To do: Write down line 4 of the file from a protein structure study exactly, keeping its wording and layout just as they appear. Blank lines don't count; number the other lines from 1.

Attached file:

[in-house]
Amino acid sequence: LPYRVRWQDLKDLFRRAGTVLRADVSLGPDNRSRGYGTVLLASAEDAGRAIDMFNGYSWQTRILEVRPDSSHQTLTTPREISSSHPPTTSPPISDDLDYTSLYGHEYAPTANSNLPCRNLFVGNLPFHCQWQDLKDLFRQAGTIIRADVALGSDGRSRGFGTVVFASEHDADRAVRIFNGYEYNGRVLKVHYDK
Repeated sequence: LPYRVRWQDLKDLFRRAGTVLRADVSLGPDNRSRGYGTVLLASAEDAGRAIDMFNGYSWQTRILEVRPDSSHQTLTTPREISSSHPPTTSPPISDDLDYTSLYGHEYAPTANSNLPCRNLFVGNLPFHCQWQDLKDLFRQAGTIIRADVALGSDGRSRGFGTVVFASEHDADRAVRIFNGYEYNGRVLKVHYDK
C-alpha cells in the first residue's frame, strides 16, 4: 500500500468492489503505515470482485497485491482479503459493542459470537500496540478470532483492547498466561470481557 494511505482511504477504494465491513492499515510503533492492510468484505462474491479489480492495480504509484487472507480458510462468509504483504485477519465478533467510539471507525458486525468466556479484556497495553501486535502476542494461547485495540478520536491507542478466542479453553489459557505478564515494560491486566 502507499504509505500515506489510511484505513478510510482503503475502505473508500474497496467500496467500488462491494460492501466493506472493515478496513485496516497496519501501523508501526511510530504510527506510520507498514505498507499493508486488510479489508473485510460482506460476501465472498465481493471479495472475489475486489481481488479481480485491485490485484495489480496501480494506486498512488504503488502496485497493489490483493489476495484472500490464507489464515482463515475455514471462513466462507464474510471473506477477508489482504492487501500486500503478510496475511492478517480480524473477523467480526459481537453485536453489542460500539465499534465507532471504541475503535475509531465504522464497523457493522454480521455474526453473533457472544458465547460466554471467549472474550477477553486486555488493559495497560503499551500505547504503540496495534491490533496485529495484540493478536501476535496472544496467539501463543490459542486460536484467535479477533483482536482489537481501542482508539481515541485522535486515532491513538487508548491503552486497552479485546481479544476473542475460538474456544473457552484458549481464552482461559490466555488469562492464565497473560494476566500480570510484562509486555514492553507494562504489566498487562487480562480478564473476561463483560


C-alpha cells in the first residue's frame, strides 16, 4: 500500500468492489503505515470482485497485491482479503459493542459470537500496540478470532483492547498466561470481557 494511505482511504477504494465491513492499515510503533492492510468484505462474491479489480492495480504509484487472507480458510462468509504483504485477519465478533467510539471507525458486525468466556479484556497495553501486535502476542494461547485495540478520536491507542478466542479453553489459557505478564515494560491486566 502507499504509505500515506489510511484505513478510510482503503475502505473508500474497496467500496467500488462491494460492501466493506472493515478496513485496516497496519501501523508501526511510530504510527506510520507498514505498507499493508486488510479489508473485510460482506460476501465472498465481493471479495472475489475486489481481488479481480485491485490485484495489480496501480494506486498512488504503488502496485497493489490483493489476495484472500490464507489464515482463515475455514471462513466462507464474510471473506477477508489482504492487501500486500503478510496475511492478517480480524473477523467480526459481537453485536453489542460500539465499534465507532471504541475503535475509531465504522464497523457493522454480521455474526453473533457472544458465547460466554471467549472474550477477553486486555488493559495497560503499551500505547504503540496495534491490533496485529495484540493478536501476535496472544496467539501463543490459542486460536484467535479477533483482536482489537481501542482508539481515541485522535486515532491513538487508548491503552486497552479485546481479544476473542475460538474456544473457552484458549481464552482461559490466555488469562492464565497473560494476566500480570510484562509486555514492553507494562504489566498487562487480562480478564473476561463483560